Segmentation of results: gender differences and generational comparison

If the daily experience is mostly positive, can we consider the loss of engagement as a loss of meaning dimension involving deeper value aspects? The investment of companies in recent years has been directed toward consistent and balanced task attribution. However, the deeper dimension of sense attribution may drive engagement more significantly.

It emerges from the Yumi sample that it is the Baby Boomer and the GenZ to have more positive days and, overall, how it is men who have a higher level of engagement than women (+21%). In contrast, it is the Millennial in the company for more than four years, particularly if they are women, to experience more negative days. A fact that should not come as a surprise: Millennials are in a generational bracket for which they begin a cycle of disillusionment, with fewer opportunities for fast advancement than those promised when they joined the company. They struggle more.

The importance of autonomy for Millennials and direction for Baby Boomers.

What are the motivations attributed by Yumi users with respect to the performance of the days? It seems that working in an autonomy-granting environment, with clear direction and as a team with others, impacts positive days the most. On the topic, the data show an interesting distinction between two different generations: having a clear goal is of particular importance to Baby Boomers, while for Millennials, autonomy is paramount.

This phenomenon is not surprising given the increasing complexity of organizations: the Baby Boomers joined when levels of complexity were lower, goals were clearer, and structures mostly siloed. Millennials, on the other hand, live autonomously, have dexterity with agile, and are more flexible. Stress and tension, hiccups, discouragement, in a confusing environment with high workloads, are the main reasons chosen on bad days. If Baby Boomers are much more task-focused and choose hiccups as the impactful cause in times of difficulty, Millennials pay more attention to the quality of the energy of the environment in which they live and report stress and tension as the main causes of discomfort.

In this context, what can leaders do?

They should increase energy capacity and, more importantly, the quality of that energy. High levels of intensity, not accompanied by as much quality, risk producing a corrosive energy, often suffered by Millennials, as confirmed by Yumi's data.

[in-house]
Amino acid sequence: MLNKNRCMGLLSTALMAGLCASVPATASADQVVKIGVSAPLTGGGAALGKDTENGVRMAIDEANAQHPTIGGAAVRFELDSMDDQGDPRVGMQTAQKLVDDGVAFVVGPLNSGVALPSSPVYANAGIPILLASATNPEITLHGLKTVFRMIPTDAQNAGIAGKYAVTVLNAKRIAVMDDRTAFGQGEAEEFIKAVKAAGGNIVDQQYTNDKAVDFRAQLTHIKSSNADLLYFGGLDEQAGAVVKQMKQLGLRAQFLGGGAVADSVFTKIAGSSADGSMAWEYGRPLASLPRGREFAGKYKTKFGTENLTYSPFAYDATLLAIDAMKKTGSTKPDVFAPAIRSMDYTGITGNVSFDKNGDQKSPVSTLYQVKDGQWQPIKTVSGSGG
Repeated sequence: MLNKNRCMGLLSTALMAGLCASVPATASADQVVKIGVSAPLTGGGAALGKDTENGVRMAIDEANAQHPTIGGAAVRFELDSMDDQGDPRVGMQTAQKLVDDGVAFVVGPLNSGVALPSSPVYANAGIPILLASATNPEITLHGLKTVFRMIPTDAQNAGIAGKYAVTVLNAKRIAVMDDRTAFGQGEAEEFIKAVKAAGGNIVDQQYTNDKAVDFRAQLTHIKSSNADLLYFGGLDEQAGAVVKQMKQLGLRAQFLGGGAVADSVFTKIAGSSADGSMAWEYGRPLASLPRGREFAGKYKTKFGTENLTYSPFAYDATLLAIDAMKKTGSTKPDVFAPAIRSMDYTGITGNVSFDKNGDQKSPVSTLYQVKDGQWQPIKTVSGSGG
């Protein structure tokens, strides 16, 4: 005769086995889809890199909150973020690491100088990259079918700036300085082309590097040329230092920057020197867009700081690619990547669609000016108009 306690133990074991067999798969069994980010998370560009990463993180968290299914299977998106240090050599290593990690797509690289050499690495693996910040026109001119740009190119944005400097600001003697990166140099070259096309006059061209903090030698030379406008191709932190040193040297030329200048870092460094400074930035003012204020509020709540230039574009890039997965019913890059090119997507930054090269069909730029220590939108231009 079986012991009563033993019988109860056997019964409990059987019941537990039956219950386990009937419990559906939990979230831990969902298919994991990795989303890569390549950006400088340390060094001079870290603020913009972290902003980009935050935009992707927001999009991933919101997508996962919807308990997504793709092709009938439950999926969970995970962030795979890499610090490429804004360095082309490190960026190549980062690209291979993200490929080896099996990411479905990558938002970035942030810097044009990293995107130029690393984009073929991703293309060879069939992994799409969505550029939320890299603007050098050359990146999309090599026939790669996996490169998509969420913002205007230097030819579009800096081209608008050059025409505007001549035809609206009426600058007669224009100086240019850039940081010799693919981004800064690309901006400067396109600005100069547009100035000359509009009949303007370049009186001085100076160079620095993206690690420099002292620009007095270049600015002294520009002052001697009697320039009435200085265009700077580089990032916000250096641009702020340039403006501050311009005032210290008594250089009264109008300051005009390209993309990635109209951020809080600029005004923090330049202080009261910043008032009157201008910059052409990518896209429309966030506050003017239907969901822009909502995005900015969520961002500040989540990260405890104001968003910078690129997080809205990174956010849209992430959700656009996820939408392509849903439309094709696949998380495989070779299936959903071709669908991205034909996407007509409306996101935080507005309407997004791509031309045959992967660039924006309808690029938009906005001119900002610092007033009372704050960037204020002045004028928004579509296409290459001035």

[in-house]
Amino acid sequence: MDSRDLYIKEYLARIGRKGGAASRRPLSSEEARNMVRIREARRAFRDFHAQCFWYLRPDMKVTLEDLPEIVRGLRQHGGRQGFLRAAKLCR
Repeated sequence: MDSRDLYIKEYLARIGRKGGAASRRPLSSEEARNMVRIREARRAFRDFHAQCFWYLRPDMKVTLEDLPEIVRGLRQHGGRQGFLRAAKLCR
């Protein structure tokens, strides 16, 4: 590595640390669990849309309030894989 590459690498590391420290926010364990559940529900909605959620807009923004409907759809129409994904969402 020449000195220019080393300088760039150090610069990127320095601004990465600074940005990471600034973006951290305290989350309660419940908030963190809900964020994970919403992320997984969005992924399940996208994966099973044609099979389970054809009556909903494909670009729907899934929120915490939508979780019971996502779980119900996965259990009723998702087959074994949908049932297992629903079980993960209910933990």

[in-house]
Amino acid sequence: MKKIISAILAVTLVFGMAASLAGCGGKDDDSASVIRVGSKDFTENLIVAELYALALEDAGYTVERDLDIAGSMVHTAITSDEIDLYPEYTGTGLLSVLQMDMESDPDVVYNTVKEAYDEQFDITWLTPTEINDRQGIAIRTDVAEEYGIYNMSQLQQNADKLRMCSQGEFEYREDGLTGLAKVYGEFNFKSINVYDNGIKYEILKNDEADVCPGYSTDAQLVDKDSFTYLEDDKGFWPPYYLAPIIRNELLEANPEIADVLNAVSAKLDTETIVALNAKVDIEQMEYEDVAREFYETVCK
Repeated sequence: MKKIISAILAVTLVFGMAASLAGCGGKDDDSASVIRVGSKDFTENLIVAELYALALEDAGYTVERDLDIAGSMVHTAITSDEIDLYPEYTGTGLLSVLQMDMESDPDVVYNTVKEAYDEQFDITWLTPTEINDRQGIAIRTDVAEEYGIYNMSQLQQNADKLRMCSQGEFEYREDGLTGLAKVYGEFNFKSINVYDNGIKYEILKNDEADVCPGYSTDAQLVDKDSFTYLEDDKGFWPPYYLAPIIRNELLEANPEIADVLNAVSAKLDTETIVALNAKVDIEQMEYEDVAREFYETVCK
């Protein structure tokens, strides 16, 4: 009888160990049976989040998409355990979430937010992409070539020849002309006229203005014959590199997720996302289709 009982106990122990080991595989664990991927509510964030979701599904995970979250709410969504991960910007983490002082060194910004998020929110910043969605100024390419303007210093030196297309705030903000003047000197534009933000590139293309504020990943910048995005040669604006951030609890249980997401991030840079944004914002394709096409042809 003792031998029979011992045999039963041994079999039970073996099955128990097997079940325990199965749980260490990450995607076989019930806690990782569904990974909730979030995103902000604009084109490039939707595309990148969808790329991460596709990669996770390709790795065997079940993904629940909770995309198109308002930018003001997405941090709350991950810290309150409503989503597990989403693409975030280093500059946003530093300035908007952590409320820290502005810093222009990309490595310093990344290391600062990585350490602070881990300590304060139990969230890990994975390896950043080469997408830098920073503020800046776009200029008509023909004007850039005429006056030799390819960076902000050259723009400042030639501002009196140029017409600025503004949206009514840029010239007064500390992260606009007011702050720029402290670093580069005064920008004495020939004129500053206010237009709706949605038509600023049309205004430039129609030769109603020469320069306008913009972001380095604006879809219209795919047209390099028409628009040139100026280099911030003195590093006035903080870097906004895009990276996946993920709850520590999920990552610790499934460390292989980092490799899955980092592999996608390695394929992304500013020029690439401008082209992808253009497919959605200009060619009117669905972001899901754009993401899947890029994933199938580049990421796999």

Gallup (2020) highlights how 70% of engagement depends on managers. A figure that underscores the centrality of leaders in organizations. However, some of Yumi's data seem to only partially confirm this centrality: in fact, thanks to the network analysis, Yumi also manages to reconstruct the social networks underlying the exchanges that take place in the app, especially in cases where colleagues quote each other.

These analyses show that nodes of negative energy are not always attributable to Team Leaders. Conditions of low levels of engagement appear to occur locally and to be released among surrounding contacts. Again, Yumi makes it possible to observe energy in the work context and encourages an individual process of self-regulation and adaptation.

Toward a daily survey that overcomes survey bias

In conclusion, will it be possible to move from a survey-based control model to a model that enables everyday understanding of relational and social phenomena endogenous to organizations?

This would enable not only increased engagement, but also more relevant interventions to be planned and implemented. It is evident how necessary it is to generate data that starts with the individual, data that the individual records for himself or herself with awareness. The reliability of the instrument can be far greater than surveys, and as a result, reasoning about possible actions will be based on more reliable data. In addition, soliciting reflection on the experience, during or immediately after the experience itself, may reduce the bias dictated by the long-term evaluations imposed by surveys.


Yumi is a continuous nudging platform that improves measuring, engagement and development of teams at work

It helps people to share nudges about their behaviours with a spontaneous approach. 

It allows the company to put the change strategy in action..
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Yumi is a trademark of Feedback Loop srl | Corso Sempione 15/A - 20145 Milan (Italy) 
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Beneficiary of the subsidy provided for by the decree of 24/09/2014 "Smart & Start Italia" - INVITALIA